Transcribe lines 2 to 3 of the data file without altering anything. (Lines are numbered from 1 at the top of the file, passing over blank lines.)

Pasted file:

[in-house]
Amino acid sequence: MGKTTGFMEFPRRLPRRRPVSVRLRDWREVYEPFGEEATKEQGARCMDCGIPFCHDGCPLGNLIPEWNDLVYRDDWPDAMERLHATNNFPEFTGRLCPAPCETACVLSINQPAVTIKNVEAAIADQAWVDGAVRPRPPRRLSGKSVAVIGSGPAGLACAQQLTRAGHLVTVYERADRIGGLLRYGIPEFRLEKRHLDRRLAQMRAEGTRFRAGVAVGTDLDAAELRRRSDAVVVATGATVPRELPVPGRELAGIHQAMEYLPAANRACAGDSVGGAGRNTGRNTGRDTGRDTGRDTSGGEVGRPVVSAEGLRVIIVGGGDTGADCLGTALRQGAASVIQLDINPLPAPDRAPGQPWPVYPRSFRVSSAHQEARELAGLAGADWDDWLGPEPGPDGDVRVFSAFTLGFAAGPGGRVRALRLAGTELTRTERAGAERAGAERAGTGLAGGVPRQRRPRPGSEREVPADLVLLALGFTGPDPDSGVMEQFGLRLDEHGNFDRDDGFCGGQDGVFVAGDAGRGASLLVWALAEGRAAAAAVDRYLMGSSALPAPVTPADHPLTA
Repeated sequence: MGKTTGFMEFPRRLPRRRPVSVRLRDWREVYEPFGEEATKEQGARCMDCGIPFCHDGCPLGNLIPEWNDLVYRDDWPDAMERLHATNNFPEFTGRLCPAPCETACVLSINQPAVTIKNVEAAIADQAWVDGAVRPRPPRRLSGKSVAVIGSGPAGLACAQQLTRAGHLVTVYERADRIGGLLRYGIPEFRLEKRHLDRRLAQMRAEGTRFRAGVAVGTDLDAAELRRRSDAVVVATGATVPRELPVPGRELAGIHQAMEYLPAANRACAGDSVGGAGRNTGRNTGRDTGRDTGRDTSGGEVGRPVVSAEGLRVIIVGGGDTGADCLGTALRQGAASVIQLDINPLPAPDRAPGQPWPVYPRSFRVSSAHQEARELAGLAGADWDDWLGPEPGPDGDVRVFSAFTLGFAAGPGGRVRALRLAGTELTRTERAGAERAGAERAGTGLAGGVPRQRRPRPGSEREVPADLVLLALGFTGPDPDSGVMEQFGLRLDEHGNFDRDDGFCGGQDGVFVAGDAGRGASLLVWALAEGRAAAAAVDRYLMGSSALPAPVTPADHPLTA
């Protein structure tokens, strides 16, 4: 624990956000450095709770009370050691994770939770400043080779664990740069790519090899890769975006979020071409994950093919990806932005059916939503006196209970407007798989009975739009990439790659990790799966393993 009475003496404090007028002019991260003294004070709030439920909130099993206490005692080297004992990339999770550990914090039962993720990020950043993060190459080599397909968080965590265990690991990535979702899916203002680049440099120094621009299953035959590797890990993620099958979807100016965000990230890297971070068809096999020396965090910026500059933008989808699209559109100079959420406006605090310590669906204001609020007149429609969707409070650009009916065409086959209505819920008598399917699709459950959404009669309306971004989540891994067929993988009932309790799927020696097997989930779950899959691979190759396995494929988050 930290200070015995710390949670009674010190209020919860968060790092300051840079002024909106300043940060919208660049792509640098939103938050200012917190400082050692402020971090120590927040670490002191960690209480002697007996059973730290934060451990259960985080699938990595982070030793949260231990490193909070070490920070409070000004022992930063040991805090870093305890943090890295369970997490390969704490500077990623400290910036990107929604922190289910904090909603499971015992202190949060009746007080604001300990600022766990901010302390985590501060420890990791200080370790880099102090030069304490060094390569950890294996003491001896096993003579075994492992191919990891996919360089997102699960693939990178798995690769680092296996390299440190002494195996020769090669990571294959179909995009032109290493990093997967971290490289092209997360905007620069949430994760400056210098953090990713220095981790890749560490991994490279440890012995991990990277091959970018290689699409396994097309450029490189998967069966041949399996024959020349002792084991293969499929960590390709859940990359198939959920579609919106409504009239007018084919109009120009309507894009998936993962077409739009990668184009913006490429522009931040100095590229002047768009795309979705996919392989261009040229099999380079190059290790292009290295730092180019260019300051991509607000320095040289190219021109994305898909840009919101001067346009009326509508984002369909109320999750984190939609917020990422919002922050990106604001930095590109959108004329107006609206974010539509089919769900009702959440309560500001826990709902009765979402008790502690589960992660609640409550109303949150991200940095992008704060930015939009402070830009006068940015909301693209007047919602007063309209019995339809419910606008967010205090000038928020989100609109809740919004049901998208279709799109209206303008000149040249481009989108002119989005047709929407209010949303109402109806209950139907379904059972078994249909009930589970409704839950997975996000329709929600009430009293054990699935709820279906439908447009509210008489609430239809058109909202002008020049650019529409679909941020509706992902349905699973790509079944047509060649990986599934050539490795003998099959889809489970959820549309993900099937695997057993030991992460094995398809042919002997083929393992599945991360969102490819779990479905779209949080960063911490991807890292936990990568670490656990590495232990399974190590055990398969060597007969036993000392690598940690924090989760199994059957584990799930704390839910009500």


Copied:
Amino acid sequence: MGKTTGFMEFPRRLPRRRPVSVRLRDWREVYEPFGEEATKEQGARCMDCGIPFCHDGCPLGNLIPEWNDLVYRDDWPDAMERLHATNNFPEFTGRLCPAPCETACVLSINQPAVTIKNVEAAIADQAWVDGAVRPRPPRRLSGKSVAVIGSGPAGLACAQQLTRAGHLVTVYERADRIGGLLRYGIPEFRLEKRHLDRRLAQMRAEGTRFRAGVAVGTDLDAAELRRRSDAVVVATGATVPRELPVPGRELAGIHQAMEYLPAANRACAGDSVGGAGRNTGRNTGRDTGRDTGRDTSGGEVGRPVVSAEGLRVIIVGGGDTGADCLGTALRQGAASVIQLDINPLPAPDRAPGQPWPVYPRSFRVSSAHQEARELAGLAGADWDDWLGPEPGPDGDVRVFSAFTLGFAAGPGGRVRALRLAGTELTRTERAGAERAGAERAGTGLAGGVPRQRRPRPGSEREVPADLVLLALGFTGPDPDSGVMEQFGLRLDEHGNFDRDDGFCGGQDGVFVAGDAGRGASLLVWALAEGRAAAAAVDRYLMGSSALPAPVTPADHPLTA
Repeated sequence: MGKTTGFMEFPRRLPRRRPVSVRLRDWREVYEPFGEEATKEQGARCMDCGIPFCHDGCPLGNLIPEWNDLVYRDDWPDAMERLHATNNFPEFTGRLCPAPCETACVLSINQPAVTIKNVEAAIADQAWVDGAVRPRPPRRLSGKSVAVIGSGPAGLACAQQLTRAGHLVTVYERADRIGGLLRYGIPEFRLEKRHLDRRLAQMRAEGTRFRAGVAVGTDLDAAELRRRSDAVVVATGATVPRELPVPGRELAGIHQAMEYLPAANRACAGDSVGGAGRNTGRNTGRDTGRDTGRDTSGGEVGRPVVSAEGLRVIIVGGGDTGADCLGTALRQGAASVIQLDINPLPAPDRAPGQPWPVYPRSFRVSSAHQEARELAGLAGADWDDWLGPEPGPDGDVRVFSAFTLGFAAGPGGRVRALRLAGTELTRTERAGAERAGAERAGTGLAGGVPRQRRPRPGSEREVPADLVLLALGFTGPDPDSGVMEQFGLRLDEHGNFDRDDGFCGGQDGVFVAGDAGRGASLLVWALAEGRAAAAAVDRYLMGSSALPAPVTPADHPLTA